Once I switched to my Taiwan phone number, I would get a reminder text message every few hours to stay in quarantine. I also got called daily to ensure that I was doing alright.

I got a care package with some instant porridge, cookies, and other snacks. I also had family members send food to me, so I didn’t have to worry about running out of groceries.

Wearing a face mask is not a political statement.

You typically wear face masks if you’re sick, to protect others from getting infected, and – to some extent – to prevent yourself from getting another infection while you’re vulnerable. It’s a preventative measure for yourself and others, because diseases spread fast and easily (gasp).

It is currently summer in Taiwan, and it is intolerably hot and humid here.

During clear days, as soon as you step out into the heat wave, you start to feel this body of heat enveloping you. During rainy days, you can’t walk more than 5 minutes with an umbrella without getting the front or back side of your body soaked. When it’s hot, it’s mega hot. When it rains, it pours.

The weather is absolutely intolerable for someone who has never lived in such weather before – and yet most people are spotted with face masks on at all times. I am amazed.

Face masks are highly recommended in crowded places, and required in the metro. People are fined up to NT$15,000 if they violate this rule.

This is an absolute contrast to when I was back in California, when I literally feared being yelled or stared at for being an Asian wearing a face mask. This fear was enough to prevent me – and many people – from wearing a face mask early on.

You never have to fear going to the doctor.

99% of the population is covered by the National Health Insurance (NHI). It covers almost any typical medical expense that you might need, from family doctors, dentists and chinese medicine doctors.

There are many clinics in Taiwan, mainly clustered in the city. This makes seeing a doctor really convenient at all times. You can make an appointment by calling beforehand, or just going in if it’s not during rush hour.

A visit to the doctor is NT$200, which is less than US$7. This includes both the doctor’s visit, as well as any prescribed medicine for ~3 days. If you don’t have NHI, out-of-pocket costs are at least twice as much, I believe – which isn’t too bad, compared to other developed countries.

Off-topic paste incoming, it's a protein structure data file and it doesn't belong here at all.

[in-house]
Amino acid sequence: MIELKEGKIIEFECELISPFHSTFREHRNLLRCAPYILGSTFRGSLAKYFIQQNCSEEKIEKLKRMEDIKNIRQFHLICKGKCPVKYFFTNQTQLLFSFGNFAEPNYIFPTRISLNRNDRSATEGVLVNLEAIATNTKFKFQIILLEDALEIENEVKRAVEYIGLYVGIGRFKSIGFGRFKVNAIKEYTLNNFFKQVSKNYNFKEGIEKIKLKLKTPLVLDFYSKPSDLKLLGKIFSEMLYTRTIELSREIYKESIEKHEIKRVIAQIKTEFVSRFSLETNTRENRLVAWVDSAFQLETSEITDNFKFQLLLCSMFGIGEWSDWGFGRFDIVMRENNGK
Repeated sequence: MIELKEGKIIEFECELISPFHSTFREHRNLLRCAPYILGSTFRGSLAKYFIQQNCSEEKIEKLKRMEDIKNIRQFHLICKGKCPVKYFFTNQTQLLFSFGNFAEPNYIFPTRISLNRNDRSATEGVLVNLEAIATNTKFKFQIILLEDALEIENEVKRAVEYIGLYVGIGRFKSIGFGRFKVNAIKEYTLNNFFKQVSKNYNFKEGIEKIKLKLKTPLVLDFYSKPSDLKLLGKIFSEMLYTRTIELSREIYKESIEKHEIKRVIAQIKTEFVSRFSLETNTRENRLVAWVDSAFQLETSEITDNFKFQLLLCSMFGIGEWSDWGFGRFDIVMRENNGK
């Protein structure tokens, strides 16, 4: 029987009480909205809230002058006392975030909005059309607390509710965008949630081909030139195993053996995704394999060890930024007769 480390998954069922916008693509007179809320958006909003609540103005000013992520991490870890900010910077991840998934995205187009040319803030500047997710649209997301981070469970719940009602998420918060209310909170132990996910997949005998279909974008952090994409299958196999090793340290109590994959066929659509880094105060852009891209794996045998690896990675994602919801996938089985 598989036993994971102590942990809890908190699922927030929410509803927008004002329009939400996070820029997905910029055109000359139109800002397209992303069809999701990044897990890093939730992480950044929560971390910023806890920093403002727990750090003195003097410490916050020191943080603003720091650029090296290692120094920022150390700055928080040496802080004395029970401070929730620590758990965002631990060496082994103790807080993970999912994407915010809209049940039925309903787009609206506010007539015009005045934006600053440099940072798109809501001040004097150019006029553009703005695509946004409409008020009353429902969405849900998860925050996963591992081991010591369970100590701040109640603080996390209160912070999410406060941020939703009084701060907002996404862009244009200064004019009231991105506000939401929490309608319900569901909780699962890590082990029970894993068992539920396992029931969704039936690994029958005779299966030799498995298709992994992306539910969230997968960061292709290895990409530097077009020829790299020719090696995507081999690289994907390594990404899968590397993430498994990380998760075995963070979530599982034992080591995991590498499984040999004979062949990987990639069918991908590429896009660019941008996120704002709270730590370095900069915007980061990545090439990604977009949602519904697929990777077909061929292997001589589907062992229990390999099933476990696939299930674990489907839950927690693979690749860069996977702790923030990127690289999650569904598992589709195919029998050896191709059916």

A visit to a Chinese medicine doctor cost me NT$200 as well. Similarly, I paid a visit to the doctor, got acupuncture in my lower leg area, and received a take-home sticker pad for my pain. It was pretty great.

As for COVID-19 itself, I haven’t gotten tested nor do I know anyone who has. It is generally not recommended to go get tested unless you’re showing symptoms, as you risk getting infected (by other viruses) when you go to the clinic.

Life is as normal as it can be.

Everywhere you go, you see people wearing face masks, hand sanitizers at the door of many stores, workers ensuring that people are wearing face masks in public transport, and just an overall sense of… normalcy.

We may have COVID-19 under control, but we’re not blind to the catastrophic effects it has had in other countries. It is not over until every country has it under control.

Taiwan is also considered an “aged society,” which may have been a contributing factor in the country coming together to prevent the virus from claiming the lives of many Taiwanese citizens.

All in all, we’re leading a normal life, but not without the precautions that saved the country from plunging into a pool of infections from a virus that we don’t yet know much about.